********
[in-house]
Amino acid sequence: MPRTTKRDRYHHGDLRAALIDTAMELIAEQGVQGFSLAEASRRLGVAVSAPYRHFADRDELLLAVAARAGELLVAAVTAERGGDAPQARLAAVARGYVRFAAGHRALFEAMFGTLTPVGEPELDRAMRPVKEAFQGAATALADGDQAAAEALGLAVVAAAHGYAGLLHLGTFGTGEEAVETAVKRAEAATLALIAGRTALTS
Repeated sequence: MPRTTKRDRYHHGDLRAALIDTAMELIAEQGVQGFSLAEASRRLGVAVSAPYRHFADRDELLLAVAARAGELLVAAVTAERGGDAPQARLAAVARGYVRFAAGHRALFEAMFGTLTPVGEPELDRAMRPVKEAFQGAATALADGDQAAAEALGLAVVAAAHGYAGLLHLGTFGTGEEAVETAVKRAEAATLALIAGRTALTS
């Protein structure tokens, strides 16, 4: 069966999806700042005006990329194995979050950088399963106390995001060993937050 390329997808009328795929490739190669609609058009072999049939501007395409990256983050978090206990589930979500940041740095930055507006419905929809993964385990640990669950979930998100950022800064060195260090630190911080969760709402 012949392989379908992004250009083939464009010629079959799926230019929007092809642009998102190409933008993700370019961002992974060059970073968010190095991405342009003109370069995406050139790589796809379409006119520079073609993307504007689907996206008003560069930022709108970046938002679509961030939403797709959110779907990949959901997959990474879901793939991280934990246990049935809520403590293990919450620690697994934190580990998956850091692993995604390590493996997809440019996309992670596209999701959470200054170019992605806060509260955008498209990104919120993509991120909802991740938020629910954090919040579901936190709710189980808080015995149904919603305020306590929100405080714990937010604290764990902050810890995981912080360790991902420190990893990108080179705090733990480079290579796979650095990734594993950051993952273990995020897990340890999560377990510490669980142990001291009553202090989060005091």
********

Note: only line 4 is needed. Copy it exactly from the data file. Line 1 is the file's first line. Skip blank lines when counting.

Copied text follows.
């Protein structure tokens, strides 16, 4: 069966999806700042005006990329194995979050950088399963106390995001060993937050 390329997808009328795929490739190669609609058009072999049939501007395409990256983050978090206990589930979500940041740095930055507006419905929809993964385990640990669950979930998100950022800064060195260090630190911080969760709402 012949392989379908992004250009083939464009010629079959799926230019929007092809642009998102190409933008993700370019961002992974060059970073968010190095991405342009003109370069995406050139790589796809379409006119520079073609993307504007689907996206008003560069930022709108970046938002679509961030939403797709959110779907990949959901997959990474879901793939991280934990246990049935809520403590293990919450620690697994934190580990998956850091692993995604390590493996997809440019996309992670596209999701959470200054170019992605806060509260955008498209990104919120993509991120909802991740938020629910954090919040579901936190709710189980808080015995149904919603305020306590929100405080714990937010604290764990902050810890995981912080360790991902420190990893990108080179705090733990480079290579796979650095990734594993950051993952273990995020897990340890999560377990510490669980142990001291009553202090989060005091």